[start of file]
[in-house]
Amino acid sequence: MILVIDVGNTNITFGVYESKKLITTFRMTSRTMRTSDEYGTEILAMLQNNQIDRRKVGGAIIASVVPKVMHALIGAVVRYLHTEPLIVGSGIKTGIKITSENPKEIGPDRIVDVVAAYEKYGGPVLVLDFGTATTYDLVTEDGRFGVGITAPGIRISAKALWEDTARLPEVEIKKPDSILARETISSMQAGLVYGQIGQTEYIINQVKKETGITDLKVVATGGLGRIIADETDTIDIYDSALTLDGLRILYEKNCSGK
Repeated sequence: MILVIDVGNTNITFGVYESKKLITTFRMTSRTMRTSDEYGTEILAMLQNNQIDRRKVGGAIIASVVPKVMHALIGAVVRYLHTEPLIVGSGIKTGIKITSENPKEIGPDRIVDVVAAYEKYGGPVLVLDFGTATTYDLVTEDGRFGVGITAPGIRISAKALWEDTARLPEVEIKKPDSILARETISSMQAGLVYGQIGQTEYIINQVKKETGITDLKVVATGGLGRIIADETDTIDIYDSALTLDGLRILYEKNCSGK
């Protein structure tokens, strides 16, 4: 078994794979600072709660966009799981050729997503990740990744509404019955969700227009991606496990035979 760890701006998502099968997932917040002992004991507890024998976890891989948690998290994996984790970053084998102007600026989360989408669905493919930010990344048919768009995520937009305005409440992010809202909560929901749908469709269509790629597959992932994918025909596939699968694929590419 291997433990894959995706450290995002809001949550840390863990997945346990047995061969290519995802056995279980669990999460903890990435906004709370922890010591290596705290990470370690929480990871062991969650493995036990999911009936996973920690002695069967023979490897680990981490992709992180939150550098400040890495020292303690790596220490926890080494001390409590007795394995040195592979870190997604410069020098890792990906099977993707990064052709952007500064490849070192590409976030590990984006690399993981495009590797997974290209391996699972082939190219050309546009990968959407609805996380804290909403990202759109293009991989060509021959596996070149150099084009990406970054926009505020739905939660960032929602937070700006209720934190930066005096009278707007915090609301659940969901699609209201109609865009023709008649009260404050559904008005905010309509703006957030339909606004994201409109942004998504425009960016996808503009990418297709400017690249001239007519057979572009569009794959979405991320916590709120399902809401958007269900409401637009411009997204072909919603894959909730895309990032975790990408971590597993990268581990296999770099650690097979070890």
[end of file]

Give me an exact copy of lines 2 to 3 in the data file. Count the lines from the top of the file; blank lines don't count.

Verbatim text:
Amino acid sequence: MILVIDVGNTNITFGVYESKKLITTFRMTSRTMRTSDEYGTEILAMLQNNQIDRRKVGGAIIASVVPKVMHALIGAVVRYLHTEPLIVGSGIKTGIKITSENPKEIGPDRIVDVVAAYEKYGGPVLVLDFGTATTYDLVTEDGRFGVGITAPGIRISAKALWEDTARLPEVEIKKPDSILARETISSMQAGLVYGQIGQTEYIINQVKKETGITDLKVVATGGLGRIIADETDTIDIYDSALTLDGLRILYEKNCSGK
Repeated sequence: MILVIDVGNTNITFGVYESKKLITTFRMTSRTMRTSDEYGTEILAMLQNNQIDRRKVGGAIIASVVPKVMHALIGAVVRYLHTEPLIVGSGIKTGIKITSENPKEIGPDRIVDVVAAYEKYGGPVLVLDFGTATTYDLVTEDGRFGVGITAPGIRISAKALWEDTARLPEVEIKKPDSILARETISSMQAGLVYGQIGQTEYIINQVKKETGITDLKVVATGGLGRIIADETDTIDIYDSALTLDGLRILYEKNCSGK